The planned burial of Rwanda's last king, Kigeli V, has been plagued by controversy following the appointment of a successor, which the relatives of the late monarch deemed as "unofficial".
Earlier this month, a communiqué by the Rwanda Royal House, signed by Chancellor Boniface Benzinge, claimed that Kigeli's grandson, 56-year-old Prince Emmanuel Bushayija, had been named as successor.
However, local media reported that Kigeli's family was yet to choose a successor. Journalist Richard Kwizera told IBTimes UK the family stated that Bushayija's appointment was not official.
Relatives added the King's successor will be named following discussions involving the Rwandan government, Rwandans and family members of the King.
Kigeli, aged 80, died in exile in Virginia, US, in October 2016. However, his body was repatriated to Rwanda only in January 2017, following a legal battle among his relatives over where the monarch should be buried.
The monarch will be laid to rest in the Nyanza District, Rwanda's Southern Province, on Sunday 15 January.
Has a 'fake' Rwandan King been appointed?
"Benzinge had named Emmanuel Bushaija to succeed Kigeli and we said: 'Let him name 10 more kings, it's his business'," Pastor Ezra Mpyisi was quoted by news agency KT Press as saying during a press conference on 10 January, in which he represented the family of the monarch.
The Rwandan monarchy does not follow the rule of primogeniture when it appoints a successor.
Mpyisi, a former servant of Kigeli, explained that a successor is normally chosen by the Abiru, a group of traditional historians in the court of the Mwami (king).
"But in this case we have only two people doing it on their own. They just named a 'fake' king," Mpyisi continued.
The US-based King Kigeli Foundation, of which Kigeli was the head, published the announcement of "the New Head of the Royal House". The foundation has not responded to a request for comments.
However, it said on its website that the announcement made by Benzinge – defined as the head of the Abiru – was supported by "a document signed by His Majesty King Kigeli V in 2006, witnessed then by multiple people and notarized and filed with an attorney".
Who is Prince Emmanuel Bushayija?
Bushayija was born in Rwanda in 1960, he worked for Pepsi Cola in Uganda's capital Kampala and also lived in Kenya. He returned to Rwanda in 1994, but has been living in Manchester with his wife and two children since 2000.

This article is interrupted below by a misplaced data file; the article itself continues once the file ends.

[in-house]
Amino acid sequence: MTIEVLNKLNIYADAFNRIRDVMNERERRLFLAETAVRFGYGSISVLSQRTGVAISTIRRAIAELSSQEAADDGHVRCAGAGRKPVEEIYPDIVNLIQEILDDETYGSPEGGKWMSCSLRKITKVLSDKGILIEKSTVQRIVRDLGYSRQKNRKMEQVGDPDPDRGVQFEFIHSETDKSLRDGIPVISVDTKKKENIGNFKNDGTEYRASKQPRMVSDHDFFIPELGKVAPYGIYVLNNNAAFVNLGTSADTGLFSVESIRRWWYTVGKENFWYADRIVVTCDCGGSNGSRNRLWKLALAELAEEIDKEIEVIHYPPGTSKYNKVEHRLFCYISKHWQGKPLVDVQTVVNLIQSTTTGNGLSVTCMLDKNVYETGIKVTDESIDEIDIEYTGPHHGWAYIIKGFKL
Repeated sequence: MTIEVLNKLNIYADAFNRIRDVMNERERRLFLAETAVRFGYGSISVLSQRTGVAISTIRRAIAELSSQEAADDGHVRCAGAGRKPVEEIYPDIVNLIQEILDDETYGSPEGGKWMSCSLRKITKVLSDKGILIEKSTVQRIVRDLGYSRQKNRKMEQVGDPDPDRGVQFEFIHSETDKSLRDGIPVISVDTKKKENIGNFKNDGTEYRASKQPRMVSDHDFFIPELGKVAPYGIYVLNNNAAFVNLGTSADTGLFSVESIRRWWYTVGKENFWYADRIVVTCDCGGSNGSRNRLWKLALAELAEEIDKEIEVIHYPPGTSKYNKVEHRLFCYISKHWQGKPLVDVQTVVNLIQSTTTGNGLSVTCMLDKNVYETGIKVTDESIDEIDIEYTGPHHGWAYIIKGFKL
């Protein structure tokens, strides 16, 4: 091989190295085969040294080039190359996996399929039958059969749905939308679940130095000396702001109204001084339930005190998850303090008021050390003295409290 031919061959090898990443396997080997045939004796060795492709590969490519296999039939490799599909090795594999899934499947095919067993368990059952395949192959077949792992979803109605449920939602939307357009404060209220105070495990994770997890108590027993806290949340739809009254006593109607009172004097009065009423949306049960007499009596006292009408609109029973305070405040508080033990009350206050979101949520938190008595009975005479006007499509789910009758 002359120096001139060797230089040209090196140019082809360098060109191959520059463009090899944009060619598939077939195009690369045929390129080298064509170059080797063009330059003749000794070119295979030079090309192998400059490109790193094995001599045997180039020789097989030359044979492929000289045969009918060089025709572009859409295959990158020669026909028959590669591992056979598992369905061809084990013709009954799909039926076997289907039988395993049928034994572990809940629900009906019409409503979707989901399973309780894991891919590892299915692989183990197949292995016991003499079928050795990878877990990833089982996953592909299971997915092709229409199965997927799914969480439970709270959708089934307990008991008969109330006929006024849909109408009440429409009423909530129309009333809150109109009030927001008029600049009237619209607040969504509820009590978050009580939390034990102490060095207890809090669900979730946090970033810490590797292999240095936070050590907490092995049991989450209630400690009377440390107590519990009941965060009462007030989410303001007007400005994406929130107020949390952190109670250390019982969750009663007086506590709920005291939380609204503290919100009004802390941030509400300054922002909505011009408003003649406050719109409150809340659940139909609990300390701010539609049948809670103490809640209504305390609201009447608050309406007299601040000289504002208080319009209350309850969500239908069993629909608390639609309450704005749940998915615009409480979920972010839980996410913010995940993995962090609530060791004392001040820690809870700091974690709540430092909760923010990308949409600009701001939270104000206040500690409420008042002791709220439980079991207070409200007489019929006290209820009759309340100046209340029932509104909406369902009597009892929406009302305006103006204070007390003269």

"The Royal name of His Majesty Emmanuel Bushayija shall be His Majesty King Yuhi VI," the statement on his appointment said. "His Majesty King Yuhi VI Bushayija is the son of His Royal Highness Theoneste Bushayija and grandson of His Majesty King Yuhi V Musinga."
Bushayija has not yet commented on the appointment.
What is Rwanda's position on the monarchy?
Rwanda abolished the monarchy following a referendum in January 1961. Following the controversy on Bushayij's appointment, James Vuningoma, the executive secretary of Rwanda Academy of Language and Culture (LARC) was quoted by KT Press as saying: "The Rwandan constitution dated 2003 stipulates that Rwanda is a Republic. We don't think there is a successor to the king. Indeed he [Kigeli V Ndahindurwa] is the last King of Rwanda."
Rwanda's opposition Democratic Green Party of Rwanda – headed by Frank Habineza – claimed the Kigeli, when he was still alive, could unify Rwanda, still scarred by a genocide that killed ta least 800,000 people – mainly Tutsi and moderate Hutu – in 1994.
However, the Rwandan government – headed by President Paul Kagame – maintained that Kigeli was welcome to go back to Rwanda, but only as a private citizen.
Phil Clark, an analyst on the Great Lakes region told IBTimes UK that, even if appointed, Bushayija would have no political power.
"He is likely to have difficult relations with Kagame's government. The Rwandan Patriotic Front (RPF), links the monarchy to the dark days of Belgian rule and the period when ethnic identities - with a Tutsi king central to the whole political structure - were entrenched. The RPF has made creating a post-ethnic society a key plank of its rule and therefore it sees the monarchy as a threat to that project," Clark, reader in international politics at Soas University, London,explained.
"Most of the RPF leadership grew up in exile and had no direct links to the monarchy back in Rwanda. They tended to view the monarchy, even though it was Tutsi as they were, as not doing enough to enable exiled Tutsi to return to Rwanda. They developed deep suspicion of the monarchy as an institution and King Kigeli as an individual. That suspicion persists strongly with the RPF today."
Who is deceased Rwanda King Kigeli V?
Kigeli, born Jean-Baptiste Ndahindurwa, became the King of Rwanda in 1959, succeeding his brother. However, his reign lasted less than two years, as the East African nation abolished monarchy in 1961.
Kigeli was deported to modern-day Tanzania and lived in other locations in Africa before being granted asylum in the US in 1992.
It is believed Kigeli did not want to be buried in Rwanda "as long as the current government administration that was hostile to his majesty in life was still in power".